Connecting to the Administration Service Adding and removing managed domains Using unmanaged domains Evaluating product usage Creating and using virtual attributes Examining client sessions Monitoring performance Customizing the console Using Configuration Center Changing the Active Roles Admin account Enabling or disabling diagnostic logs Active Roles Log Viewer
SQL Server Replication Appendix A: Using regular expressions Appendix B: Administrative Template Appendix C: Communication ports Appendix D: Active Roles and supported Azure environments Appendix E: Enabling Federated Authentication Appendix F: Active Roles integration with other One Identity and Quest products Appendix G: Active Roles integration with Duo MFA Appendix H: Active Roles integration with Okta MFA

Exporting activity types

You can export Policy Type objects so that the definition of the activity types is stored in an XML file which can be imported in a different Active Roles environment. Exporting and then importing Policy Type objects make it easy to distribute custom activity types to other environments.

To export a Policy Type object or container

  • Right-click the Policy Type object or container in the Active Roles console, click Export and then specify an XML file to hold the export data.

You can select multiple Policy Objects to export, or you can select a container to export all Policy Type objects and containers held in that container. In either case, the Export operation creates a single XML file that can later be imported to any container under the Policy Types node.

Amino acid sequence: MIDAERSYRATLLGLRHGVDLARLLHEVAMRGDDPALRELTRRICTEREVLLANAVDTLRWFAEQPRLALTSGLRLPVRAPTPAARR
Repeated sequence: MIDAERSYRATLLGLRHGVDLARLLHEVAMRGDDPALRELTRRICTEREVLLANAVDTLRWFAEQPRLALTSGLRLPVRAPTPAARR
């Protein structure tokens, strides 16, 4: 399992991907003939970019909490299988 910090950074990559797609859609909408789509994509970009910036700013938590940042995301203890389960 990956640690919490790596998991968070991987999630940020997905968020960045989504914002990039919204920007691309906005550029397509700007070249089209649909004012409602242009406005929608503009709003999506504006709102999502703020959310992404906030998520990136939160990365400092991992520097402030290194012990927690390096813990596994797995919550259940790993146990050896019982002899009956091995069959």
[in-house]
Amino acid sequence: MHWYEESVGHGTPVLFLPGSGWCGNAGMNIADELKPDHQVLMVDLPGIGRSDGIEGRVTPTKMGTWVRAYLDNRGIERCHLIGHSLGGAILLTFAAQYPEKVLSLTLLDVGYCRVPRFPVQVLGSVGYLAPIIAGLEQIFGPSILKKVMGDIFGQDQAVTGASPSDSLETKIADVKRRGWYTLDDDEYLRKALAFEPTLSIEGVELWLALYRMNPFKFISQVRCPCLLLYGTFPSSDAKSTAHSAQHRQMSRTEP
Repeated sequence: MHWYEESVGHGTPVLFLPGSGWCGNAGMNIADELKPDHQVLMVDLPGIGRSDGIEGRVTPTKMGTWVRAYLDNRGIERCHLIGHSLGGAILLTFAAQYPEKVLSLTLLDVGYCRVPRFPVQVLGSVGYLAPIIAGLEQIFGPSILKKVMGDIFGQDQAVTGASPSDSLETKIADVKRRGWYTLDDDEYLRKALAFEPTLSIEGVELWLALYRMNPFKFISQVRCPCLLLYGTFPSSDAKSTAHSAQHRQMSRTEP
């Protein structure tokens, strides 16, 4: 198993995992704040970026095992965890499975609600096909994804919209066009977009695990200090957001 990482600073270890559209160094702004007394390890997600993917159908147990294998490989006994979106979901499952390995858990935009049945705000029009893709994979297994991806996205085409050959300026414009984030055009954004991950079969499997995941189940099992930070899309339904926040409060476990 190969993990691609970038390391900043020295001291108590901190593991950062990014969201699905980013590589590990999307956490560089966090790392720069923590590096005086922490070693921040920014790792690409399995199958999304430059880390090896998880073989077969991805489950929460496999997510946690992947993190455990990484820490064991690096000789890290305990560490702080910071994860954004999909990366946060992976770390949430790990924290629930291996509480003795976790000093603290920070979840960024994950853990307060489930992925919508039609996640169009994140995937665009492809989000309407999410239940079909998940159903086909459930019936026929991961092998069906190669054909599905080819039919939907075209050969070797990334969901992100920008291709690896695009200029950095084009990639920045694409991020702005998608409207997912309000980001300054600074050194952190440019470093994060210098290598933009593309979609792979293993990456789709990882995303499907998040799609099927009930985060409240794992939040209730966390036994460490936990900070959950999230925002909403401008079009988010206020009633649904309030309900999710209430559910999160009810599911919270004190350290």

Export of Policy Type objects creates an XML file representing both the objects and the Script Modules containing the scripts for each activity type being exported. During an import, Active Roles creates the Policy Type objects and the Script Modules based on the data found in the XML file. As a result of the import, the activity types are replicated to the new environment and can be used the same way as in the environment from which they were exported.

Importing activity types

You can import the exported Policy Type objects and containers, which will add them to a Policy Type container and allow you to configure and use custom activities defined by those Policy Type objects. All the data required to deploy the activity types is represented in an XML file. To see an example of the XML document that represents an activity type, export a Policy Type object and view the saved XML file.

To import the exported Policy Type objects and containers

  1. In the Active Roles console tree, under Configuration/Server Configuration/Policy Types, right-click the Policy Type container in which you want to import the exported Policy Type objects and containers.
  2. Click Import Policy Types, and then open the XML file you want to import.

This will create new Policy Type objects and containers in the selected container. In addition, new Script Modules will be created in the Configuration/Script Modules container and associated with the newly created Policy Type objects.

Configuring an activity of a custom type

Once a custom activity type has been deployed, an Active Roles administrator can add an activity of that type to a workflow. This is accomplished by dragging the activity type onto the workflow process diagram in the Workflow Designer.